Renewable energy may be enduring a slump in some
segments this year, but the long-term outlook remains
bullish, according to one recent analysis.
The Q4 Volume ICF Integrated Energy Outlook from ICF
International was the subject of a recent webinar that
covered all the power generation resources and power
markets. The focus here is primarily on the renewables
Of course, the backdrop for all power market projections
are uncertainties on how one views natural gas prices
or whether CO2 will be regulated over the longer term,
said John Blaney, a managing director at ICF International.
But with regulations of other pollutants and the aging
of existing plants, "What we're seeing is that 60
gigawatts of coal capacity will retire by 2018," he
said. One implication for coal and renewable is that
unconventional gas will grow from 38 percent of the total
in 2009 to over 60 percent in 2030.
Renewable energy will prosper in this context, even
with the current pressures involving government policies
and the lack of carbon controls, ICF believes.
"We're continuing to expect renewable capacity
to grow rapidly in the near term, but it slows briefly
after the incentives expire. Despite the recent market
volatility - the huge buildup in 2009 and the slowdown
in 2010 -- we project that the U.S. will install just
over 51 gigawatts of renewables between 2011 and 2016
and 86 gigawatts between 2017 and 2030," he said.
In a year with strong federal support, 2009, wind added
10 gigawatts by itself.
Federal support was sustained over the short run, with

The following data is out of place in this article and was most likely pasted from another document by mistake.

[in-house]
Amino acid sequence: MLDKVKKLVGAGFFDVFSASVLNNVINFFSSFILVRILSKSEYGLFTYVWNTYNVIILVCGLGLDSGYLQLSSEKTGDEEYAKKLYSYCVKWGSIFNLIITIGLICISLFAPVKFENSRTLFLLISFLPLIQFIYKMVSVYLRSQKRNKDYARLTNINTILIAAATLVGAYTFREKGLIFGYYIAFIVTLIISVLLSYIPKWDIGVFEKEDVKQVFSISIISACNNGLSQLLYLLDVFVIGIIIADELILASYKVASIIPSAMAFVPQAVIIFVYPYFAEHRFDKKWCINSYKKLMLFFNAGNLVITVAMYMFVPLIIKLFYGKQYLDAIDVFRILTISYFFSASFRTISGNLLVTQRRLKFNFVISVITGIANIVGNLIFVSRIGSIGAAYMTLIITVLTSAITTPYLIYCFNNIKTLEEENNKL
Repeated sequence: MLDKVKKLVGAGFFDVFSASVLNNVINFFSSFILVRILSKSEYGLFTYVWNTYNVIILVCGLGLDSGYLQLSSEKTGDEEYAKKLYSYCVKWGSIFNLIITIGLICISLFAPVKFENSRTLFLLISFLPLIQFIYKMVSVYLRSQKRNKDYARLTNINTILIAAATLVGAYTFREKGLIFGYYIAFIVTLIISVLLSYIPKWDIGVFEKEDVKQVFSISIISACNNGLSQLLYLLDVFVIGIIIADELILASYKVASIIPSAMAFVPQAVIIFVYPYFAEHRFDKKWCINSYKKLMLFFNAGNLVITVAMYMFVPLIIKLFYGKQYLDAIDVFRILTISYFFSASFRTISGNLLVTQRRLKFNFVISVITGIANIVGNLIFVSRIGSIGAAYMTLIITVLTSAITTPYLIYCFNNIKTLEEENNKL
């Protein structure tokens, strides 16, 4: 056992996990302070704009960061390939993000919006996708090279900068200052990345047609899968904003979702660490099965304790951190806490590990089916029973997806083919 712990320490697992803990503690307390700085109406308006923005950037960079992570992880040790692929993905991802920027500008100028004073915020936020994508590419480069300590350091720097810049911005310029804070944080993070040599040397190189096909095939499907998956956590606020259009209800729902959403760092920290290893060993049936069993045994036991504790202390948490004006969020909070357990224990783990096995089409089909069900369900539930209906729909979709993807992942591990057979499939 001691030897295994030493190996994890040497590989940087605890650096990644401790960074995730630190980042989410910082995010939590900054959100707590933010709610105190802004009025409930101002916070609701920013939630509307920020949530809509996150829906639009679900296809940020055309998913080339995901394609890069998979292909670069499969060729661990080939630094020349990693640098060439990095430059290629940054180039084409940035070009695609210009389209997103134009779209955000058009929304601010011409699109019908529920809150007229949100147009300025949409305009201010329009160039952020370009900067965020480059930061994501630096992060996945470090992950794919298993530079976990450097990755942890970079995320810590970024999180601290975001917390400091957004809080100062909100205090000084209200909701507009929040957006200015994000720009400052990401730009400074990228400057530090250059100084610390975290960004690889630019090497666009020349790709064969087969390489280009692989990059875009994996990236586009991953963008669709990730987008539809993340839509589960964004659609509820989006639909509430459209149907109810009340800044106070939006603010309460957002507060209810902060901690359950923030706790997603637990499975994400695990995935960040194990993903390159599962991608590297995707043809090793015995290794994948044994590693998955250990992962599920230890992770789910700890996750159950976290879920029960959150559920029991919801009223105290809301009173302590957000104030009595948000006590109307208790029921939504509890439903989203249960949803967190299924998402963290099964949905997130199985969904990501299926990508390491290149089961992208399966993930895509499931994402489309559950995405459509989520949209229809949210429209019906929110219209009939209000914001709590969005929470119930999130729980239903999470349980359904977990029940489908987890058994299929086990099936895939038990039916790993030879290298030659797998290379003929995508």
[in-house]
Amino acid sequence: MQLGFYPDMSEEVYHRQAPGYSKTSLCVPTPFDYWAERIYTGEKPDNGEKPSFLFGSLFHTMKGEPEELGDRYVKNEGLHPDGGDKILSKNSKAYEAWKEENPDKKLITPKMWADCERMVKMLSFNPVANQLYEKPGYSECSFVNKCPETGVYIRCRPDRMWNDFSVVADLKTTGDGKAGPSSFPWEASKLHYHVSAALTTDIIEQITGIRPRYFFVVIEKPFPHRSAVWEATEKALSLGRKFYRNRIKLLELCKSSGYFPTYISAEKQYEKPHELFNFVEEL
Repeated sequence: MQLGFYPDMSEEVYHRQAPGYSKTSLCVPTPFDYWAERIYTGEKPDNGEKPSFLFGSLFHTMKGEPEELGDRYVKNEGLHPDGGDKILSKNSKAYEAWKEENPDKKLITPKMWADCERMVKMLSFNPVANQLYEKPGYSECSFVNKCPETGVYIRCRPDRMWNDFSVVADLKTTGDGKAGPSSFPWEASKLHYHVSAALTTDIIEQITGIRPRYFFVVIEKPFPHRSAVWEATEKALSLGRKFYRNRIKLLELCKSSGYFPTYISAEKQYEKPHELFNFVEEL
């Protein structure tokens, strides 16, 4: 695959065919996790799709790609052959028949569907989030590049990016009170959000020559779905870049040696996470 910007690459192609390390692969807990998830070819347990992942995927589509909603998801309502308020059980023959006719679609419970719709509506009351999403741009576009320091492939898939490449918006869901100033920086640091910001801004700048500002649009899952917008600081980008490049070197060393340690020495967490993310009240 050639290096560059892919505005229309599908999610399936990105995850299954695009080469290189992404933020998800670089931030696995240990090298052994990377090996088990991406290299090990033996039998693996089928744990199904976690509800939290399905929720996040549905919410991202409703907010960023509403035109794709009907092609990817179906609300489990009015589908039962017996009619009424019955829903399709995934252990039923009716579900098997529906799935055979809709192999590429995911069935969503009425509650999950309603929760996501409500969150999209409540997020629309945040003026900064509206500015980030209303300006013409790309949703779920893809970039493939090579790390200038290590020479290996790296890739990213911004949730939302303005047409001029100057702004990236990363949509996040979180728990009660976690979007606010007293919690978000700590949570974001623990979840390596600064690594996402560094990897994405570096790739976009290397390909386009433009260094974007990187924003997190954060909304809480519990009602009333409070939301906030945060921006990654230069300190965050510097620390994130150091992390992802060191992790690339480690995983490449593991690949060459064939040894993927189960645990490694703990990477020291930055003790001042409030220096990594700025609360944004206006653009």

last-minute support in the tax bill. Even then, many
incentives for wind, solar and geothermal energy are
due to sunset over the next few years.
"The expiration of the federal incentives will
lead to diminished capacity additions in the window between
late 2010 and 2020 after the incentives expire and before
the CO2 prices and natural gas prices are high enough
to support renewable on their own," Blaney added.
Renewable energy is expected to become more competitive
as prices overall tend to rise and a carbon policy is
The impact will vary by region, particularly if capacity
is able to keep up with the demands of state renewable
portfolio standards (RPS).
"A similar pattern in seen in New England and the
PJM Interconnection, with renewable prices rising over
the next decade or so," he said. "But after
the build-out occurs and CO2 prices rise and gas prices
increase somewhat, the incremental revenues that renewable
need to be economic decline, so renewable energy credit
prices (REC) will decline accordingly."
Not so in California, which is already short of its
RPS targets. California utilities will see REC prices
start quite strongly, but once that build-out happens,
they will decline. "However, after those prices
decline around 2015, you'll see that additional renewable
requirements which are quite extensive will lead to recovery," he
All told, that seems like a pretty active two decades
for clean energy, despite the current uncertainty.